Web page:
Sure, the business model will not generate as much immediate revenue as would selling de-identified clinical datasets with analytics capabilities to life sciences and payers. But consider the depth of knowledge that can be harnessed from the HC vantage point with such a targeted focus – data on healthcare system level optimization that aren’t subject to forced sharing via the Information Blocking Rule. Surely, these would become very valuable data assets to hold when everyone else eventually holds the same massive clinical and claims dataset – not to mention that a reputation built upon trust will hold great value in a market where trust is currently in very short supply.
Key Approach: Alignment Within the Health System
While Health Catalyst’s client base is health systems and not directly the providers within them, they may be one of the first to provide a platform with the right tools to align all of the internal forces for the health system. Nearly every one of the most recognized and respected healthcare systems still struggles with misalignment of incentives within their own organizations. This is not limited to provider versus non provider leadership – it is pervasive throughout the healthcare system at all levels.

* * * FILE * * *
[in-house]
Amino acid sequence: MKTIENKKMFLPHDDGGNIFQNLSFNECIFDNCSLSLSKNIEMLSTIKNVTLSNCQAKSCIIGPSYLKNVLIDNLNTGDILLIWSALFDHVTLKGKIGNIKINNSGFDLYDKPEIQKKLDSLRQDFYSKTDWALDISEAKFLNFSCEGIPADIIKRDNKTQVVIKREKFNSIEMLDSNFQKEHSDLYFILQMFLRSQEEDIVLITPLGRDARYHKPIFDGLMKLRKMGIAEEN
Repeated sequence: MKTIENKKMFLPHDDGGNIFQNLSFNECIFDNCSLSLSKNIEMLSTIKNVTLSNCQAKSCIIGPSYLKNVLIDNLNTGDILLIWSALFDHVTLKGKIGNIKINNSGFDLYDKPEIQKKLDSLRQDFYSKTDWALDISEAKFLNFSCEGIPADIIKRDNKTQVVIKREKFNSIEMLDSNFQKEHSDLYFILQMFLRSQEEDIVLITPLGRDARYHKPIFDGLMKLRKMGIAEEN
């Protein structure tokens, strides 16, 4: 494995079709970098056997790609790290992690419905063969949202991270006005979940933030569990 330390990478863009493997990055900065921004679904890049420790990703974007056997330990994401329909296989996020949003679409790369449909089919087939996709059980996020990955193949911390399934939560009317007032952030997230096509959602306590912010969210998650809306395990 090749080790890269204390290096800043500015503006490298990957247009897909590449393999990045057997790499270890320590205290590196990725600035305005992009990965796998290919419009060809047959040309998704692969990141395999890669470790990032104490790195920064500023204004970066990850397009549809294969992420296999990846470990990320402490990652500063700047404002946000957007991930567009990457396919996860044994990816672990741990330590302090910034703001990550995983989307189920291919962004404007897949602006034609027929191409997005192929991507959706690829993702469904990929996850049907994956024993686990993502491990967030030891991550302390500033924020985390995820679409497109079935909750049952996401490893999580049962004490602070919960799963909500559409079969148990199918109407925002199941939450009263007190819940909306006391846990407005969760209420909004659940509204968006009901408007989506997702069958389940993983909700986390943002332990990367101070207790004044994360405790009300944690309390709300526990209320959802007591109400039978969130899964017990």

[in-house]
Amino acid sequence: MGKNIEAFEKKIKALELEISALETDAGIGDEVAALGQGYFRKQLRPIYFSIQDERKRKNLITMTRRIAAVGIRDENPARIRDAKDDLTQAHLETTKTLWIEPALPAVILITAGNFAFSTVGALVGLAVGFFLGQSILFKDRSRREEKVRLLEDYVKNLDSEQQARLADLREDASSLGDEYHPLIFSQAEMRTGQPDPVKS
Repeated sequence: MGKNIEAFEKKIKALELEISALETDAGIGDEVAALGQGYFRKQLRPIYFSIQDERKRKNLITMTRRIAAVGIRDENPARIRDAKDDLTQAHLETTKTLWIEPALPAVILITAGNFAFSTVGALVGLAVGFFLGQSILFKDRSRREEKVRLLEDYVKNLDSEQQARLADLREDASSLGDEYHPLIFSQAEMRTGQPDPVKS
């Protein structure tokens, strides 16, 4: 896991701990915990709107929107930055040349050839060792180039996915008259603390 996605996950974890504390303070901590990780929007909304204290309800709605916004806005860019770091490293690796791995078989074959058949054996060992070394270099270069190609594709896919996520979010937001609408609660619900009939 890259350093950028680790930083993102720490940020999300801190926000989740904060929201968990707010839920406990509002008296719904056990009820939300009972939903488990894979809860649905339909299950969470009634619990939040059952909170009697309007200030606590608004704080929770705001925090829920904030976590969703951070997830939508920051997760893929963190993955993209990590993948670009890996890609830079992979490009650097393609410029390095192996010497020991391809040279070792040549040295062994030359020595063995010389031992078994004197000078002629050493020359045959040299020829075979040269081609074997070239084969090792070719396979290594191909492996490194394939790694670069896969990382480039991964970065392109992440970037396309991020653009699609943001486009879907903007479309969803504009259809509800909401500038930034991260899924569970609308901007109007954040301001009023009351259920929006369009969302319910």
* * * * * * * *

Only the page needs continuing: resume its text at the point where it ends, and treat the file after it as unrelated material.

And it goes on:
Addressing this can empower providers in a truly meaningful way – not only mitigating the effects of immediate burnout, but also helping to ensure that the future of medicine is shaped by empowered physician voices – the ones who take that all important oath.
We talk about the healthcare sector moving into the world of VBC, but it is the healthcare systems that make up the majority of the entities tasked with the heavy lifting of that journey. Their success or failure matters to all of us. Health Catalyst’s platform appears to be doing an effective job of providing technology that works within the existing structures, that addresses the most immediate financial and labor pain points right now, while also helping with the longer-term transition to value based care.